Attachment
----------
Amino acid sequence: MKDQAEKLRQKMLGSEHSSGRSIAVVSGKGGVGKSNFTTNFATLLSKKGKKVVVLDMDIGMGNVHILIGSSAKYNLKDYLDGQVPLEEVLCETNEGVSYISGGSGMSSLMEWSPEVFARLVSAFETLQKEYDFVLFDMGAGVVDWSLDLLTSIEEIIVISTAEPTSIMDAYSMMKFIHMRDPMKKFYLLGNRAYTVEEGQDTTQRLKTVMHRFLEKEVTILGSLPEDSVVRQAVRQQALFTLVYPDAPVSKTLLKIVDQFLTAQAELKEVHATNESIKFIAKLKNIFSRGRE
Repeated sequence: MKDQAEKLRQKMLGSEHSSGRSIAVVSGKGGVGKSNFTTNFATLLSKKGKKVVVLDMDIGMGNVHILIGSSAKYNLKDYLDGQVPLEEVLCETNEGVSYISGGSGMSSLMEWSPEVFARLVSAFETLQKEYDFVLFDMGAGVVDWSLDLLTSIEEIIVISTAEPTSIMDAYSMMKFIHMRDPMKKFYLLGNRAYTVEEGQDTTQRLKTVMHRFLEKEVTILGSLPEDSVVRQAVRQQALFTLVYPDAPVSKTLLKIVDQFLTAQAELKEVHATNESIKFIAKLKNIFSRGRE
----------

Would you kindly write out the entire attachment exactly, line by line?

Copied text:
Amino acid sequence: MKDQAEKLRQKMLGSEHSSGRSIAVVSGKGGVGKSNFTTNFATLLSKKGKKVVVLDMDIGMGNVHILIGSSAKYNLKDYLDGQVPLEEVLCETNEGVSYISGGSGMSSLMEWSPEVFARLVSAFETLQKEYDFVLFDMGAGVVDWSLDLLTSIEEIIVISTAEPTSIMDAYSMMKFIHMRDPMKKFYLLGNRAYTVEEGQDTTQRLKTVMHRFLEKEVTILGSLPEDSVVRQAVRQQALFTLVYPDAPVSKTLLKIVDQFLTAQAELKEVHATNESIKFIAKLKNIFSRGRE
Repeated sequence: MKDQAEKLRQKMLGSEHSSGRSIAVVSGKGGVGKSNFTTNFATLLSKKGKKVVVLDMDIGMGNVHILIGSSAKYNLKDYLDGQVPLEEVLCETNEGVSYISGGSGMSSLMEWSPEVFARLVSAFETLQKEYDFVLFDMGAGVVDWSLDLLTSIEEIIVISTAEPTSIMDAYSMMKFIHMRDPMKKFYLLGNRAYTVEEGQDTTQRLKTVMHRFLEKEVTILGSLPEDSVVRQAVRQQALFTLVYPDAPVSKTLLKIVDQFLTAQAELKEVHATNESIKFIAKLKNIFSRGRE